Today's Opinions

  • Jan. 29, 2012: Our readers write

    Voters are the losers
    The more I hear and understand the political actions taken by both parties to further their own self interests and gain power over the “other side,” the more disgusted I become. We’re seeing the evidence of so-called political PACs making untrue attacks on candidates without their input or ability to change them.

  • Legislative boundaries devolve into legal fight

    ISSUE: Legislative lawsuit
    OUR VIEW: Court action is unsettling

    Barring a last-minute change in tactics, the dispute over legislative redistricting will move Monday from the Capitol’s corridors to a Franklin County courtroom.

  • In presidential politics, Kentucky is largely invisible

    Politics can be interesting and fun.

    And with that opening statement, many readers quickly turn the page.

    I know it’s not a widely held belief but some of us enjoy the process. The art of getting elected involves convincing others that your motives are pure, your ideas are sound and you’re capable of delivering. It’s a form of real-life theater and the results have impact on the future.

    Having started my career covering ballgames, I think the process of reporting about politics is much the same.

  • Laurels for good news

    TOPIC: Good deeds abound
    OUR VIEW: County offers opportunitiesto applaud

    Students at T.K. Stone Middle School soon will have the opportunity to learn about engineering.

    The school district approved the Project Lead the Way program following a presentation by a representative of the University of Kentucky. The program is a series of engineering classes for middle or high school students. The program also is in place at Central Hardin and North Hardin high schools and J.T. Alton Middle School.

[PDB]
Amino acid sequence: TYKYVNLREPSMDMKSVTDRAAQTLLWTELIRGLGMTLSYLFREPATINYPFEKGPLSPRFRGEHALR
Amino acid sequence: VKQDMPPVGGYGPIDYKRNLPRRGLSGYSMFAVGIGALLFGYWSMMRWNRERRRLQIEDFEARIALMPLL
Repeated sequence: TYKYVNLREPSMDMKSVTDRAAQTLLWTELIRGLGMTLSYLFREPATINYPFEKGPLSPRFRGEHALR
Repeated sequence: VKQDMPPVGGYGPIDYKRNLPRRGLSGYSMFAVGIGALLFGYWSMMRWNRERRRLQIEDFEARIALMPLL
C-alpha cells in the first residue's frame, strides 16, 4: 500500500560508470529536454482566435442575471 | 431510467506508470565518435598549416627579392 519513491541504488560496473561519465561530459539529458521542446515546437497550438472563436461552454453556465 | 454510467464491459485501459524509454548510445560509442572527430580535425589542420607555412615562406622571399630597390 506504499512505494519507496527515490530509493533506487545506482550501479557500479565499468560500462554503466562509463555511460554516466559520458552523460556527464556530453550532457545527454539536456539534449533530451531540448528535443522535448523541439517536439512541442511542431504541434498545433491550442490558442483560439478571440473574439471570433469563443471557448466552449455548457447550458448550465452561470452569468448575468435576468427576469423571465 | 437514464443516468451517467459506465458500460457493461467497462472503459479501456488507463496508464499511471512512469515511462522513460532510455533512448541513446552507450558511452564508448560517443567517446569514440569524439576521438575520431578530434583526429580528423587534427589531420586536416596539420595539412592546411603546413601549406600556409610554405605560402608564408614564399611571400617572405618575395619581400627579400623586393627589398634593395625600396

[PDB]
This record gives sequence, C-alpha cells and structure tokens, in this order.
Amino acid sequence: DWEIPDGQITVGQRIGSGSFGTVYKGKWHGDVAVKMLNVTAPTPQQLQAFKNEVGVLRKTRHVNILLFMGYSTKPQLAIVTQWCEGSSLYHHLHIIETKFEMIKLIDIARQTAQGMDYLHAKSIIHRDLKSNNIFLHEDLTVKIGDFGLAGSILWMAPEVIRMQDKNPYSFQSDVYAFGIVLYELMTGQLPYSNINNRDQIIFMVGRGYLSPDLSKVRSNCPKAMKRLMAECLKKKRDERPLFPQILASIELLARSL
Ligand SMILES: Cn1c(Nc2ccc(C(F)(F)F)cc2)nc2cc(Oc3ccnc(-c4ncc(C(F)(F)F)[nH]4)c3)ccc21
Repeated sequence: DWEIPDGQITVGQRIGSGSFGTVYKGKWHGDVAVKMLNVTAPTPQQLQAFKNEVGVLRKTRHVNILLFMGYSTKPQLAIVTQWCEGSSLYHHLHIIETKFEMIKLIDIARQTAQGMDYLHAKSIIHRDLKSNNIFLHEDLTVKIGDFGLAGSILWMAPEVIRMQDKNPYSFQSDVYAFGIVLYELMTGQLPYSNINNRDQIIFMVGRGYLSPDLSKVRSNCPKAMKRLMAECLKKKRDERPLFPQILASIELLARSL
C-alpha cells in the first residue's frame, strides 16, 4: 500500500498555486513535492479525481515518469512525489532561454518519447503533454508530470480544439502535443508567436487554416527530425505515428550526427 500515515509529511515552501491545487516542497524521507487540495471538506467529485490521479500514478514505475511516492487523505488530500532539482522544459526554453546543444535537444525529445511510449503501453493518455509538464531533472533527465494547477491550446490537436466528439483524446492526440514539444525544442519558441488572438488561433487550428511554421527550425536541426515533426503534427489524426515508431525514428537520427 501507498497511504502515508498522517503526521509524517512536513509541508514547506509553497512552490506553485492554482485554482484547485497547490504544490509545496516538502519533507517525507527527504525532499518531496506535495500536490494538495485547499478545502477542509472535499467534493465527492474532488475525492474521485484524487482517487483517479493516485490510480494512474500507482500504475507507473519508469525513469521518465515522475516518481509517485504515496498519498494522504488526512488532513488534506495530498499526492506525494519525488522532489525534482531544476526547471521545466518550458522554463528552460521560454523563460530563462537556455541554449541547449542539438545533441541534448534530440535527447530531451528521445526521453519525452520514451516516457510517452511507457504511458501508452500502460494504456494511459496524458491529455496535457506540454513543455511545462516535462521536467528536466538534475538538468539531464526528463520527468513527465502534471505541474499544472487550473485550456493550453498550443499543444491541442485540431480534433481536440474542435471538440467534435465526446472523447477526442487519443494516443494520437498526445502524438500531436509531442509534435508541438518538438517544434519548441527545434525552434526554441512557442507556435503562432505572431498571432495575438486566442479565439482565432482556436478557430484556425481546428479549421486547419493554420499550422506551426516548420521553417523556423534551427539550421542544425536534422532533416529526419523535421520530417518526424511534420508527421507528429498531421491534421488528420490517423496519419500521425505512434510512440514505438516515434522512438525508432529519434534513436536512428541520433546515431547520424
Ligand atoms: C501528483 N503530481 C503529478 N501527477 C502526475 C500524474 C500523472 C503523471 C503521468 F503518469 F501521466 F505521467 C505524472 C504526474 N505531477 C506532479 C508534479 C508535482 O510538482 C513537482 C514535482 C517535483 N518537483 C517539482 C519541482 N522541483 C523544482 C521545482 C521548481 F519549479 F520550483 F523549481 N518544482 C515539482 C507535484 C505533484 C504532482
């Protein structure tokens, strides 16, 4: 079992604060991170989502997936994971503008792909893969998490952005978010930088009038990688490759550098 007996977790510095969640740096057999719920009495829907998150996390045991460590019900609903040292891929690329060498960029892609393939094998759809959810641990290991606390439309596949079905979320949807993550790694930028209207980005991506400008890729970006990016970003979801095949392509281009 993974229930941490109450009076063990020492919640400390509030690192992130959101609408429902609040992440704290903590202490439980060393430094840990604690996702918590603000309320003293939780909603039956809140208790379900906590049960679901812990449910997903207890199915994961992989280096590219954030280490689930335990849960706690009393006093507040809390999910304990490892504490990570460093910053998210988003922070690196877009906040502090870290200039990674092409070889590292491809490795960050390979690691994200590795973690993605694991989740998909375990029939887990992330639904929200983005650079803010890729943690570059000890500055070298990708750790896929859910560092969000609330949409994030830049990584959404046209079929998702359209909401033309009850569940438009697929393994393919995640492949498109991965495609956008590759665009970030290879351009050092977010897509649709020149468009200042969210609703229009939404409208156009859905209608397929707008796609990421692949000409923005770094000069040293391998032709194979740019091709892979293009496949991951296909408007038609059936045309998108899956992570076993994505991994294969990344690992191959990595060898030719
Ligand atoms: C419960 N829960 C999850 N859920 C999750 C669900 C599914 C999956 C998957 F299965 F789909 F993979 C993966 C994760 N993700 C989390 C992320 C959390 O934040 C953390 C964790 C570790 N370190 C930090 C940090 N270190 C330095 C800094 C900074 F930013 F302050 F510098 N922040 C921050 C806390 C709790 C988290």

• Jan. 27, 2012: Our readers write

    Perceptions in Radcliff

  • House Bill 30 would commercialize education

    ISSUE: Advertising on school buses
    OUR VIEW: Careful thought must be given

    In it’s infinite wisdom, the Kentucky House of Representatives passed House Bill 30 last week, which allows for commercial advertising on school buses.

    While the measure awaits action in the Senate, let’s consider a few words of concern.

    Just the thought of taking one of our last social icons, the yellow school bus, and turning it into a rolling billboard seems wrong.

  • Jan. 26, 2012: Our readers write

    Conflicts, conflicts everywhere
    The real conflict of interest in the Radcliff City Council is Rev.Palmer who ran for Council without telling voters he is a local church pastor and could have recused himself from the “alcohol” discussions based on his own agenda to impede all progress on alcohol- related issues.
    It is surprising to me that the title of reverend or pastor has not been attached to Palmer in any of the articles I have read in this paper.
    This is why our forefathers chose to separate the church from the state.

  • Chilling reminder about fire safety

    ISSUE: Prepardness at home
    OUR VIEW: Smoke detectors save lives

    When Houston “Butch” Beswick and Carol Crain went to sleep late Sunday night or early Monday, Jan. 16, it’s a good bet they didn’t think it would last forever.

    Early that morning, neighbors sounded the alarm that Beswick’s home was on fire. When firefighters arrived, the home was “fully involved.” All the highly trained volunteers could do was keep the flames from spreading to other properties.